November 29, 2012 / Leave a comment / Permalink

Family History Learning Event on 11 December

Related topics: Community / Education / My area

The Shropshire Heirloom Project is holding a ‘Family History Learning Event’ at The Gateway, Chester Street, Shrewsbury on Tuesday 11 December 2012 from 10am to midday. 

Anyone involved with family or local history learning is welcome to attend and find out about new and creative ways to support learners with such projects.

There will be an opportunity to find out more about the Shropshire Heirloom Project, which is taking place in four locations in Shropshire, as well as hear from speakers from the Shropshire Family History Society and the Bishop’s Castle Oral History project. 

Joan Mowl from Beechtree Community Centre, who is the lead partner, said:

“The event is free and everyone is welcome to attend.  It will be a great opportunity to find out about family history research, as well as share ideas and hear personal stories from both tutors and learners.” 

The Shropshire Heirloom Project is funded by the Community Learning Innovation Fund from the Skills Funding Agency, is managed by the National Institute of Adult Continuing Education, and will contribute to the Government’s objectives for community learning. 

It aims to widen participation and increase IT skills of rural residents in Shropshire, particularly older people and people with disabilities, who may need support to access the Internet.  The project is looking to recruit learners, volunteers and tutors to share ideas and experiences via networks created online. 

To find out more information or to book your place please contact Joan Mowl on 01948 666612, joan@btcc.org.uk.               

Further information

For more information about the Community Learning Innovation Fund please visit www.niace.org.uk/clif

  1. The following themes are important strands in Community Learning Innovation Fund activity:
  • Widening participation and transforming people’s destinies by supporting learning and progression in the broadest sense for adults, especially those who are most disadvantaged and least likely to participate in learning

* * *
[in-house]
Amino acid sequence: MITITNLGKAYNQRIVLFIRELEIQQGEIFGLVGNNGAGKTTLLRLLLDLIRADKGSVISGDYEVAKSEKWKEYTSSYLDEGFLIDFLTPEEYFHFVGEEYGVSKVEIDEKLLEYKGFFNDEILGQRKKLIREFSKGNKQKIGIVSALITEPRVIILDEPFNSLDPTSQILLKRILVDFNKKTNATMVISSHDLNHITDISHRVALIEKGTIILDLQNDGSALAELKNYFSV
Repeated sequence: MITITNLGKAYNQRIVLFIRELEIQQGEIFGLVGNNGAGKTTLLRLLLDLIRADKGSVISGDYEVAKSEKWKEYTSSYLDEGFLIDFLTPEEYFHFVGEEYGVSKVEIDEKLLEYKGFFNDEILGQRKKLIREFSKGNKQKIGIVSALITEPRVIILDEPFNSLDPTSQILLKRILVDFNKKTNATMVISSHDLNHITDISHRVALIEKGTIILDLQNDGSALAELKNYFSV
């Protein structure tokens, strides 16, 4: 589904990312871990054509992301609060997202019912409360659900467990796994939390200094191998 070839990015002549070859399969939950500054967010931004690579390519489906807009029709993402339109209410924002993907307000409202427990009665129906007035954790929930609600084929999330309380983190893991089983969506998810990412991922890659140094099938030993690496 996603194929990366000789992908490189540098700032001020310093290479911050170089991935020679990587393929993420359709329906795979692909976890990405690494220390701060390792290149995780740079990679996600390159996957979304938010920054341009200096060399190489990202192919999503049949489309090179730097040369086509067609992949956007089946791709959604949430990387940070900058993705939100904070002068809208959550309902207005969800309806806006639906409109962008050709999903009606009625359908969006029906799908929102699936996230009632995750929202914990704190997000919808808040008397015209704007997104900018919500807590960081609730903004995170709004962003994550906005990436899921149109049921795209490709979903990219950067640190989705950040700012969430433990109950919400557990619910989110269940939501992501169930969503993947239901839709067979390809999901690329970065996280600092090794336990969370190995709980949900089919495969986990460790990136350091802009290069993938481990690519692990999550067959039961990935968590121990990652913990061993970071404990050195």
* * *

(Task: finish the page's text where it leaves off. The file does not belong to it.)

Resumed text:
• Promoting social renewal and developing stronger communities with more self-sufficient, connected and pro-active citizens
  • Maximising the benefit and impact of community learning on the social and economic well-being of individuals, families and communities
  • Including effective strategies to ensure that the work and its impact can be sustained when project funding comes to an end
  • Aligning with the work of emerging Community Learning Trusts – a distinct but complementary initiative. 

2.  Community Learning is an umbrella term describing a broad range of learning that brings together adults, often of different ages and backgrounds, to pursue an interest, address a need, acquire a new skill, become healthier or learn how to support their children.  It is usually unaccredited.  It can be undertaken for its own sake or as a step towards other learning.  It includes structured adult education courses taught by professionally qualified teachers, independent study online and self-organised study groups.  It may happen in personal time or work time and be delivered by providers in the public, private or third sectors, or organised by people for themselves through the many groups, clubs and societies where people get together to learn.

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